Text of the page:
MAKING STEEL – A VERY
CHALLENGING OCCUPATION (continued)
By Sydney S. Slaven
In 1931 Dosco built a state of the art hospital on site. This
included outpatient and inpatient services with a modern operating
room and a six-bed ward. Also, there was always a doctor on duty
and an in-residence nursing staff. The company soon realized there
was a sharp reduction in lost time accidents and compensation fees.
Safety conditions gradually improved at the Sydney Steel Plant.
After the unionizing of its’ employees great strides in safety
were taken. Co-operation with the union executive on safety became
Iin the Open Hearth many elements of danger were present. Molten
iron from the Blast Furnace was stored and poured on site. Steel
was made in six tilting furnaces. The temperatures of these products
were over two thousand degrees Fahrenheit. Also there were six overhead
cranes traveling north to south, two at the front of the mill, and
four at the back. Charging cars ran the length of the floor north
to south. There were charging rams, which traveled east to west
in and out of the furnaces. Cars of pans were shunted in and out
of the mill and spotted in front of the furnaces. Locomotives ran
up a trestle to the upper floor and up and down the length of the
lower section. Add in noise, high voltage cables, poisonous gas,
dust in the form of graphite, (a very slippery item underfoot),
the explosion of a furnace being tapped, and many elements of industrial
danger were present.
At on point in time, the nurses from the emergency hospital had
never been on site. They saw the results of accidents, not the cause.
When a gentleman named Romeo Sylvester was made Medical Supervisor
he decided to remedy this and took the nurses on tour. They visited
the Open Hearth. just as a furnace was being tapped. After they
left one nurse remarked - ” My God, I’ve just been in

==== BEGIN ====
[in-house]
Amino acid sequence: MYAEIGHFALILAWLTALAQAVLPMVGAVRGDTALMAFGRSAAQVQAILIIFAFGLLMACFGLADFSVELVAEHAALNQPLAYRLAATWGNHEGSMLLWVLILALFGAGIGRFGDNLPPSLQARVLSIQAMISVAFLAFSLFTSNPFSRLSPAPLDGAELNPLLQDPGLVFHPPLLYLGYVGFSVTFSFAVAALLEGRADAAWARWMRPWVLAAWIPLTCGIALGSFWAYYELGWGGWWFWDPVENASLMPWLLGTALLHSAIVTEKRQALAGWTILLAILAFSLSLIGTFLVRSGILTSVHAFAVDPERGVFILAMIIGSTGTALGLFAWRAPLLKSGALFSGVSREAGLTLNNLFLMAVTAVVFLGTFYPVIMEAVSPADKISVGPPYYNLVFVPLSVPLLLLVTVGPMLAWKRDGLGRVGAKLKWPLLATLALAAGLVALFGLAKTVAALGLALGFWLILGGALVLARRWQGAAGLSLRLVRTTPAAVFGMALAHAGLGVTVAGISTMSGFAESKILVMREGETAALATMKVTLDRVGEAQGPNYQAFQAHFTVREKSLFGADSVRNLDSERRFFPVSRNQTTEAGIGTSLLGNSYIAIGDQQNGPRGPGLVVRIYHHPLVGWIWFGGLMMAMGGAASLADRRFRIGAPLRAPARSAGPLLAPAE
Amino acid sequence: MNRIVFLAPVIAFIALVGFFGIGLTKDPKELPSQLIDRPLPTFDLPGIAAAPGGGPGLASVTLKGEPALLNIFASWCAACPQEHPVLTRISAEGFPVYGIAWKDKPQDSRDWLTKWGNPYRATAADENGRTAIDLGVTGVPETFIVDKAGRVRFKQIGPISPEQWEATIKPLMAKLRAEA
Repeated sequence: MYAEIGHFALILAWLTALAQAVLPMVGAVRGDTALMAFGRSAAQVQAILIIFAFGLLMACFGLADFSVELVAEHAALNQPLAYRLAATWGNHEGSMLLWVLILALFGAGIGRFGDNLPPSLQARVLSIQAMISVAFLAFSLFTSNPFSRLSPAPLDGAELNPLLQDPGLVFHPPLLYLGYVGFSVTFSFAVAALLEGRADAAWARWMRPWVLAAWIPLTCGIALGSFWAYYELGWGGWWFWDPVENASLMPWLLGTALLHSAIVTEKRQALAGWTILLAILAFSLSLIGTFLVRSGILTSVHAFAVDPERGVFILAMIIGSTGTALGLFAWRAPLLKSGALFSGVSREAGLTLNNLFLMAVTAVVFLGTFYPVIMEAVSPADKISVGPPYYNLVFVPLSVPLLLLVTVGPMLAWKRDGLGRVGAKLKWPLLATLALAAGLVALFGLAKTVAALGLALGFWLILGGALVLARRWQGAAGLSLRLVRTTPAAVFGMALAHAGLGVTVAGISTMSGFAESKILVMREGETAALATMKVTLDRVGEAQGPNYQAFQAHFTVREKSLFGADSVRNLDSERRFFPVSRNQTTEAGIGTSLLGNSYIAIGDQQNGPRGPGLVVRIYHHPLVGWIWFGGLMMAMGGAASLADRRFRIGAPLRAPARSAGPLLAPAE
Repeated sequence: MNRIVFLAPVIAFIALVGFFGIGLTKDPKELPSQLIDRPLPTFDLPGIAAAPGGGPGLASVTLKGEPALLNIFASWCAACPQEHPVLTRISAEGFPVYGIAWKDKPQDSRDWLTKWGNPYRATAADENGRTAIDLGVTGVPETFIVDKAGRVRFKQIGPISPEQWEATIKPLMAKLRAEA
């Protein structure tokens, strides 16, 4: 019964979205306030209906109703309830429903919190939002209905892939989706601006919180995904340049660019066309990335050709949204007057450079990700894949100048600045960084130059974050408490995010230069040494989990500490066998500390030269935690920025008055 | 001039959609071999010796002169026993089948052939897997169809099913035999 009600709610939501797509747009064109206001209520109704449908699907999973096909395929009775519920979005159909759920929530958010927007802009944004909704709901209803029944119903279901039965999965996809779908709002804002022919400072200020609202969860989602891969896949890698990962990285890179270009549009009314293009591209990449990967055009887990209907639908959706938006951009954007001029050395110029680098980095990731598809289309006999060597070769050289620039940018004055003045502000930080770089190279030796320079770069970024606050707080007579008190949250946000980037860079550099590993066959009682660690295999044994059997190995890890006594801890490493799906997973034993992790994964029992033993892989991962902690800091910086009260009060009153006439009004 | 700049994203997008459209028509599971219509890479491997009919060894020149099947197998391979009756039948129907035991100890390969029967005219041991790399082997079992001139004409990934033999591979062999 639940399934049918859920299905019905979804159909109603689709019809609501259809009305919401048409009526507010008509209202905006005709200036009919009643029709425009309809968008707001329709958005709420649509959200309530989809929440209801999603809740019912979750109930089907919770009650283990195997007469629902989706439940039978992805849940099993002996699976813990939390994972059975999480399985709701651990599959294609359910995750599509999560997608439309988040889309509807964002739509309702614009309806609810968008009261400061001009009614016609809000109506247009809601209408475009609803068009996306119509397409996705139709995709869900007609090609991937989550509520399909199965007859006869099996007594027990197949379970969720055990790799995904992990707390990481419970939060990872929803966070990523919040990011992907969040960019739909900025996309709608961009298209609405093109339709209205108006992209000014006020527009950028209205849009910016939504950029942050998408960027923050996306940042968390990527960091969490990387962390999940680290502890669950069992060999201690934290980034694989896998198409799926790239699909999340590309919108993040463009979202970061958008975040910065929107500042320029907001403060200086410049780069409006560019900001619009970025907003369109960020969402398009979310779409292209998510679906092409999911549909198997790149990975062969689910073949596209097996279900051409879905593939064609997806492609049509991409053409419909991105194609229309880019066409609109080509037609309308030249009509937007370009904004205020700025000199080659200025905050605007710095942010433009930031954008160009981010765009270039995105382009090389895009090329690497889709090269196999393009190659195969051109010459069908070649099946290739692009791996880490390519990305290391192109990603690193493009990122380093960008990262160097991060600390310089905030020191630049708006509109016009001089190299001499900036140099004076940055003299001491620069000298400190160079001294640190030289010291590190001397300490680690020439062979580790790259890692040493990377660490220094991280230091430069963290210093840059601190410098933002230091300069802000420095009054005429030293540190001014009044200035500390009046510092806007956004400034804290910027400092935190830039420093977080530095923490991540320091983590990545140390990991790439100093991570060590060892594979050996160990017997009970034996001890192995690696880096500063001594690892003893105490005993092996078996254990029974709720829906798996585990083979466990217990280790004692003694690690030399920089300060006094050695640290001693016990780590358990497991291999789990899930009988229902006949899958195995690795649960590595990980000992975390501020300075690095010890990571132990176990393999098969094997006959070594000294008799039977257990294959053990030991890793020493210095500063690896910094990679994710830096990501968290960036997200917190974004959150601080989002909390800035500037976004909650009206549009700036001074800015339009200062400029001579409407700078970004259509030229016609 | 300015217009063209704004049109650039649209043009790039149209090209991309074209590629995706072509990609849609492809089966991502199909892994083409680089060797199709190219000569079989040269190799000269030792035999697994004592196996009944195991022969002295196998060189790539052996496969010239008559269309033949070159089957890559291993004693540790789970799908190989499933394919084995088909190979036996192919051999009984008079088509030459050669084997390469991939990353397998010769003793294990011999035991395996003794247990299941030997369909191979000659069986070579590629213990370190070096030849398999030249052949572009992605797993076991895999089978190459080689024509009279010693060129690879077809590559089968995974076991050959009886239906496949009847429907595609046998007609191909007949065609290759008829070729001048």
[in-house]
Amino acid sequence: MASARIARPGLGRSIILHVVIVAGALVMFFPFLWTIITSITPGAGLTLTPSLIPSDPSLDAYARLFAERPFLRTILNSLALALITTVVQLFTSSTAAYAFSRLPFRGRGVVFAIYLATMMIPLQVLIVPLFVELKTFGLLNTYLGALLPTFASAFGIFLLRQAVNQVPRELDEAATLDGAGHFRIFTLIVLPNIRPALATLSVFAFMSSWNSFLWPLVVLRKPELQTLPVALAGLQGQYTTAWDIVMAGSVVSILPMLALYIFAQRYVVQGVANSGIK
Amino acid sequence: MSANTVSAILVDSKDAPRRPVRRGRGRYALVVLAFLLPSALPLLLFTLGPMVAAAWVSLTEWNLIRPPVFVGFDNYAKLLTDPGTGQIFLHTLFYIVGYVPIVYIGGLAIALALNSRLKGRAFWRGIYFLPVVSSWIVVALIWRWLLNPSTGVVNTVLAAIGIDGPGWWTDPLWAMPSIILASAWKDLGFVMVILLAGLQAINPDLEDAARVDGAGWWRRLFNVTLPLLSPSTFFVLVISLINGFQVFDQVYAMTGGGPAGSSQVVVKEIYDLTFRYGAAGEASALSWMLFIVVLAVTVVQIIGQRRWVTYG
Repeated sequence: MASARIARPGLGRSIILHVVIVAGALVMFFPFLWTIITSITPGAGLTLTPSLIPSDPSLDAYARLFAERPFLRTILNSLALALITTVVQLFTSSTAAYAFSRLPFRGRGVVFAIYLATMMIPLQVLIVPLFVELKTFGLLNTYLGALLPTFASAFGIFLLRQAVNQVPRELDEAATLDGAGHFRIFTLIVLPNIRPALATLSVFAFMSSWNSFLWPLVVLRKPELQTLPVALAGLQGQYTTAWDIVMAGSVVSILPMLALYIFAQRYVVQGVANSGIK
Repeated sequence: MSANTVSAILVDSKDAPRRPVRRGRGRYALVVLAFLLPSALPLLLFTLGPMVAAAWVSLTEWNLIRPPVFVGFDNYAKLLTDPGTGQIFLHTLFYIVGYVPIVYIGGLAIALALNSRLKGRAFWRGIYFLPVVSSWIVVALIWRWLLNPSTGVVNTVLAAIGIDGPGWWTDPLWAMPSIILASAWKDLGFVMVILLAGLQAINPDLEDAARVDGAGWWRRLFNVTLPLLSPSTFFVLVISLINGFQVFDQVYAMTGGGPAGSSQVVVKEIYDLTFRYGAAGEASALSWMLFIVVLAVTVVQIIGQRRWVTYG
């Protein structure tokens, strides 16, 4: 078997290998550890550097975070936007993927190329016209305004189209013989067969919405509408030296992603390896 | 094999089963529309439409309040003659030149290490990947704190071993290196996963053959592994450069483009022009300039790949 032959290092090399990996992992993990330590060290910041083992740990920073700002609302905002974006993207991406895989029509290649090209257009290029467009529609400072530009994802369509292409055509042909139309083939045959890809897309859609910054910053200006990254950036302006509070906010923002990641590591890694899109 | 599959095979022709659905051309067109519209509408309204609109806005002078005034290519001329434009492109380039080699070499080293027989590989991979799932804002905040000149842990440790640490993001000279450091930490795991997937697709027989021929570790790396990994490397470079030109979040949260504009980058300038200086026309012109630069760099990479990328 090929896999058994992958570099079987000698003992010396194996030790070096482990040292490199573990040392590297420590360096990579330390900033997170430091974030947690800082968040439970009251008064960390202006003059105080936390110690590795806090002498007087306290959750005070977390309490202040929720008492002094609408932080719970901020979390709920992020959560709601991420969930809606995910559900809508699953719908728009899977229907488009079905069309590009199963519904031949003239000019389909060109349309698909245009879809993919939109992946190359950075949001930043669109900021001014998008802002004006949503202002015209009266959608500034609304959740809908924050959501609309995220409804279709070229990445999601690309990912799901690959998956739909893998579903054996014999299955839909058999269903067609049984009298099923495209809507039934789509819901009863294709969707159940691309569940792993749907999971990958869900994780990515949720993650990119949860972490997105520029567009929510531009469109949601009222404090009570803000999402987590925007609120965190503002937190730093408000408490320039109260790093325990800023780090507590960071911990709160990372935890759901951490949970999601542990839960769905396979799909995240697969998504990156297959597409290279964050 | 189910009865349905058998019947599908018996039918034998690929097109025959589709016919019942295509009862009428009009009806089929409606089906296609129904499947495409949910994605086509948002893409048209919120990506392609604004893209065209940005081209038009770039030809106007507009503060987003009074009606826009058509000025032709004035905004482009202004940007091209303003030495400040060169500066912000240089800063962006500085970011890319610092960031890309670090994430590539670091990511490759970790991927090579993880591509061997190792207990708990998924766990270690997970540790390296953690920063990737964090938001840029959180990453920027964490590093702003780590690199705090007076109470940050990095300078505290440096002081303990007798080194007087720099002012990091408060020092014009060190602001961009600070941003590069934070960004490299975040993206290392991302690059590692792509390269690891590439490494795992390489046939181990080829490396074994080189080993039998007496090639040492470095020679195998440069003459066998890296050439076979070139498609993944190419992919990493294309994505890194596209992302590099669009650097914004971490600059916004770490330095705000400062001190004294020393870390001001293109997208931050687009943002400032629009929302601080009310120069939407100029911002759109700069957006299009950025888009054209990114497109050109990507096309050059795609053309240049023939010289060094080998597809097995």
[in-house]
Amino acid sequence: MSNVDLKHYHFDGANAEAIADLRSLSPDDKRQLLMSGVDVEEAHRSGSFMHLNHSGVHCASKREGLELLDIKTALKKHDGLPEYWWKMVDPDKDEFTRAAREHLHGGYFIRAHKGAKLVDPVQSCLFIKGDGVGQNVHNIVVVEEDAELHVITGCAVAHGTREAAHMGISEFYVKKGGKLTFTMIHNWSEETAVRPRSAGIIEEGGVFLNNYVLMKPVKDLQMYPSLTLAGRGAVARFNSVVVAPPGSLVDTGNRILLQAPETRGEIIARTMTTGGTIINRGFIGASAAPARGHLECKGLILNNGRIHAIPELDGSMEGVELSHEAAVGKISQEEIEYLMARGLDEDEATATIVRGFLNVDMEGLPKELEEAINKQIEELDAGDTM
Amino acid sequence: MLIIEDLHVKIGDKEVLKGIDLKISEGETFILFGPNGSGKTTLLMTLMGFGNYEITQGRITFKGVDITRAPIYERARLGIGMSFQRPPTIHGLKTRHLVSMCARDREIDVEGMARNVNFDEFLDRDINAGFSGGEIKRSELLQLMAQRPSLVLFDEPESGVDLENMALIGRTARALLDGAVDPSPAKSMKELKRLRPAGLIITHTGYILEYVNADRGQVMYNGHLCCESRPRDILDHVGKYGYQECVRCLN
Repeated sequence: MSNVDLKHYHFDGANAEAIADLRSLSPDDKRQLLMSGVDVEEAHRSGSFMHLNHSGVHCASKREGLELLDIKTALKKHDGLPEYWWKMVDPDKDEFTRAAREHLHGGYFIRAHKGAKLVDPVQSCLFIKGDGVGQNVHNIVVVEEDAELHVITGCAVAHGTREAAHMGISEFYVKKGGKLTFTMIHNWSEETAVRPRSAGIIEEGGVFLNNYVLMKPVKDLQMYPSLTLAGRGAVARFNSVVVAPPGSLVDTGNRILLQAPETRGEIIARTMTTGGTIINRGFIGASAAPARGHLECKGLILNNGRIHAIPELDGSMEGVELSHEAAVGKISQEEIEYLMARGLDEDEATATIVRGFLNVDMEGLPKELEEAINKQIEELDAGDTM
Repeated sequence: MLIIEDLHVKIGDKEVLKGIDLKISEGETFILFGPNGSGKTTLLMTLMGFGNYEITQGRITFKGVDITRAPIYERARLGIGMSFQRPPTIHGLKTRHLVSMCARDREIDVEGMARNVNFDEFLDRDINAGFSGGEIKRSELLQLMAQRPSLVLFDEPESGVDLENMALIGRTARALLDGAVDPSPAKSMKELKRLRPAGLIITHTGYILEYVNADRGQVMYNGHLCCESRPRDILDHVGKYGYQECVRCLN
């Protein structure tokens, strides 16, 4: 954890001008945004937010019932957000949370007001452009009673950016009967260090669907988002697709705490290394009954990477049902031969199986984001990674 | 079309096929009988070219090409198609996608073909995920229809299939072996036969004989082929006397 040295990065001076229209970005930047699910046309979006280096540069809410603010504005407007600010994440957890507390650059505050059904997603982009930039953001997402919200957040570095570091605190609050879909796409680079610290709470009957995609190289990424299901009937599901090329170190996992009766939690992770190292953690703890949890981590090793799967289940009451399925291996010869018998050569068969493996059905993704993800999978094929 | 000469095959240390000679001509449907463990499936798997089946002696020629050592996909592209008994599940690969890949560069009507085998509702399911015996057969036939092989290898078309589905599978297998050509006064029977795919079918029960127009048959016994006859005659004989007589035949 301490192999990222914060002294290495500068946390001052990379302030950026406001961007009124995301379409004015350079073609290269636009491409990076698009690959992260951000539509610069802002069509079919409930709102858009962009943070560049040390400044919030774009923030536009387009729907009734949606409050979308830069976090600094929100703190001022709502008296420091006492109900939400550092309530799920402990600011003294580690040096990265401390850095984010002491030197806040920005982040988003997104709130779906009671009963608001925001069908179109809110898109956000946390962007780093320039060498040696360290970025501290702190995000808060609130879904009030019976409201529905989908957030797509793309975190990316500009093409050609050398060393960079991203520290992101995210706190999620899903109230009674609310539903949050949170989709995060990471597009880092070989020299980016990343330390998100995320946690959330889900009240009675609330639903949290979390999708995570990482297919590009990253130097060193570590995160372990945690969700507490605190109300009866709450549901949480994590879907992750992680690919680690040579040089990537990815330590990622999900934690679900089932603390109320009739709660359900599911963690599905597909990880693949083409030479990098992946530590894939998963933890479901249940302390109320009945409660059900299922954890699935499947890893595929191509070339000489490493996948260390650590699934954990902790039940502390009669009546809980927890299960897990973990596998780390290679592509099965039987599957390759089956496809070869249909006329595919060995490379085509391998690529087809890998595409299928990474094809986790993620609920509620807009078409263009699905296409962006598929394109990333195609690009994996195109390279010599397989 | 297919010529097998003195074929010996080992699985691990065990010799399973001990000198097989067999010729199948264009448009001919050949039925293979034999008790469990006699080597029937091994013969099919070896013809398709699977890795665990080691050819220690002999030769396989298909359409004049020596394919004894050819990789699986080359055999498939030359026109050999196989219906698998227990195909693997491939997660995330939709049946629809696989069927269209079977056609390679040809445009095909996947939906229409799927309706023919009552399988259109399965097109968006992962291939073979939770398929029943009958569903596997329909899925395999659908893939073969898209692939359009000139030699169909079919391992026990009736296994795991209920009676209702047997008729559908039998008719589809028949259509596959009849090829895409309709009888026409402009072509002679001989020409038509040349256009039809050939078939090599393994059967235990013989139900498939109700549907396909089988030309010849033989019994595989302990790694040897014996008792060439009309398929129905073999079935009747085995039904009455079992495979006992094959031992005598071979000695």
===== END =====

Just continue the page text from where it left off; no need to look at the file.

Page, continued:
hell.” Incidentally, there was a movie made in 1946, named
“Angel On My Shoulder.” In it hell is depicted as being
heated by an O.H. furnace were the dammed are sentenced to a lifetime
of shoveling coal into the furnace. However, ask a plant worker
it is a well-known fact that O.H. workers never go to hell. When
they arrive before St. Peter at the Pearly Gates all they are required
to state is - ” Another O.H. worker reporting sir. I’ve
done my time in hell.” Admittance to heaven is instantly granted!
Other workers who died while serving the Steel Plant were the seamen
who manned the ships. These ships transported iron ore from Newfoundland
to Sydney during the Second World War. In the fall of 1942 four
ships were sank by German Submarines at the Wabana site. The Steel
Company owned one of these ships, while the other three were under
charter. Seventy men died of which most were Cape Bretoners.
After the Steel Plant became a crown corporation in 1968 safety
improved greatly and loss of life dropped to the lowest numbers
in history. Strict safety requirements imposed by the Provincial
Government aided in reducing the loss of life. In the past it was
easy for private owners to ignore safety laws. The community feared
the loss of employment - the well-known song was, “no smoke,
no baloney.” Now as a Crown Corporation, the Provincial Safety
Act had to be consciously followed. Provincial inspectors were often
on site; they had the power to shut down anything they deemed unsafe.
One of these inspectors was the late George Scott who often said
that there was no such thing as a safe steel plant, but it was our
responsibility to make it as safe as possible.
There was camaraderie among steel-workers when it came to safety.
They constantly looked out for each other. This was impressed upon
all new employees. Veteran workers took newcomers under their wing
until they were experienced enough to go on their own. A steelworker’s
life depended on their fellow workers. Perhaps this was the most
important safety program of them all - it saved many lives.